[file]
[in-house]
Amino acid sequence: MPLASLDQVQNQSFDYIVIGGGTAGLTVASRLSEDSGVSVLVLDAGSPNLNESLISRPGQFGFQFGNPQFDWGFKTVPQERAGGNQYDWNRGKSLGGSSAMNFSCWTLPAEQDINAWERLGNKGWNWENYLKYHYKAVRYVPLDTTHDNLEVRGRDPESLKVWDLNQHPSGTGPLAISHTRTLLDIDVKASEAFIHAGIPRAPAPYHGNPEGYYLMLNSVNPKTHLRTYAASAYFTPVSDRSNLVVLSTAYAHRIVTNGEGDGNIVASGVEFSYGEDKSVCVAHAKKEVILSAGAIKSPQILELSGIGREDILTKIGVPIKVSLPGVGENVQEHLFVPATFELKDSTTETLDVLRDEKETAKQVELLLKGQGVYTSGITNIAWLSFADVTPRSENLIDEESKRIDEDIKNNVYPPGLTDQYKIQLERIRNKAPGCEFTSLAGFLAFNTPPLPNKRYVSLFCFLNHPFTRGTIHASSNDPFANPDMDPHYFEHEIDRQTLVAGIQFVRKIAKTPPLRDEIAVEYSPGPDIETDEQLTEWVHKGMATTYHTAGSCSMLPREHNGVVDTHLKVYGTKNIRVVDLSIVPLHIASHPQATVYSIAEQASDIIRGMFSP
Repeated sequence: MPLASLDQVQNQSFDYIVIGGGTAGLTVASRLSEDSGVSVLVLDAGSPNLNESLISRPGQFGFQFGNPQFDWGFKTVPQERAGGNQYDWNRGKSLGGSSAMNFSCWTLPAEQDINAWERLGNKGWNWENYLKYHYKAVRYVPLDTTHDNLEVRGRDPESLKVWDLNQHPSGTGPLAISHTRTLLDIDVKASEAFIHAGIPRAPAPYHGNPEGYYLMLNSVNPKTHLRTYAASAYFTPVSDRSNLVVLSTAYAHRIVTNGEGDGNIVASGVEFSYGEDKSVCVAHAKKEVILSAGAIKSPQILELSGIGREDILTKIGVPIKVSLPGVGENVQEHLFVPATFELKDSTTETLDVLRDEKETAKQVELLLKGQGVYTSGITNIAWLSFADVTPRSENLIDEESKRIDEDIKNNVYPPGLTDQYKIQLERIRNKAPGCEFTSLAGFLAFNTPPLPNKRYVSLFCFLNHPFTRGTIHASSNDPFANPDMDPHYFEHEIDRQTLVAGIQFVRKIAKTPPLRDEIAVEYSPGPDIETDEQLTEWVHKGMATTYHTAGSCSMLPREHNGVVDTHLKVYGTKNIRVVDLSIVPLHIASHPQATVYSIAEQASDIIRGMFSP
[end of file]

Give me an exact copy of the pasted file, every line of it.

[in-house]
Amino acid sequence: MPLASLDQVQNQSFDYIVIGGGTAGLTVASRLSEDSGVSVLVLDAGSPNLNESLISRPGQFGFQFGNPQFDWGFKTVPQERAGGNQYDWNRGKSLGGSSAMNFSCWTLPAEQDINAWERLGNKGWNWENYLKYHYKAVRYVPLDTTHDNLEVRGRDPESLKVWDLNQHPSGTGPLAISHTRTLLDIDVKASEAFIHAGIPRAPAPYHGNPEGYYLMLNSVNPKTHLRTYAASAYFTPVSDRSNLVVLSTAYAHRIVTNGEGDGNIVASGVEFSYGEDKSVCVAHAKKEVILSAGAIKSPQILELSGIGREDILTKIGVPIKVSLPGVGENVQEHLFVPATFELKDSTTETLDVLRDEKETAKQVELLLKGQGVYTSGITNIAWLSFADVTPRSENLIDEESKRIDEDIKNNVYPPGLTDQYKIQLERIRNKAPGCEFTSLAGFLAFNTPPLPNKRYVSLFCFLNHPFTRGTIHASSNDPFANPDMDPHYFEHEIDRQTLVAGIQFVRKIAKTPPLRDEIAVEYSPGPDIETDEQLTEWVHKGMATTYHTAGSCSMLPREHNGVVDTHLKVYGTKNIRVVDLSIVPLHIASHPQATVYSIAEQASDIIRGMFSP
Repeated sequence: MPLASLDQVQNQSFDYIVIGGGTAGLTVASRLSEDSGVSVLVLDAGSPNLNESLISRPGQFGFQFGNPQFDWGFKTVPQERAGGNQYDWNRGKSLGGSSAMNFSCWTLPAEQDINAWERLGNKGWNWENYLKYHYKAVRYVPLDTTHDNLEVRGRDPESLKVWDLNQHPSGTGPLAISHTRTLLDIDVKASEAFIHAGIPRAPAPYHGNPEGYYLMLNSVNPKTHLRTYAASAYFTPVSDRSNLVVLSTAYAHRIVTNGEGDGNIVASGVEFSYGEDKSVCVAHAKKEVILSAGAIKSPQILELSGIGREDILTKIGVPIKVSLPGVGENVQEHLFVPATFELKDSTTETLDVLRDEKETAKQVELLLKGQGVYTSGITNIAWLSFADVTPRSENLIDEESKRIDEDIKNNVYPPGLTDQYKIQLERIRNKAPGCEFTSLAGFLAFNTPPLPNKRYVSLFCFLNHPFTRGTIHASSNDPFANPDMDPHYFEHEIDRQTLVAGIQFVRKIAKTPPLRDEIAVEYSPGPDIETDEQLTEWVHKGMATTYHTAGSCSMLPREHNGVVDTHLKVYGTKNIRVVDLSIVPLHIASHPQATVYSIAEQASDIIRGMFSP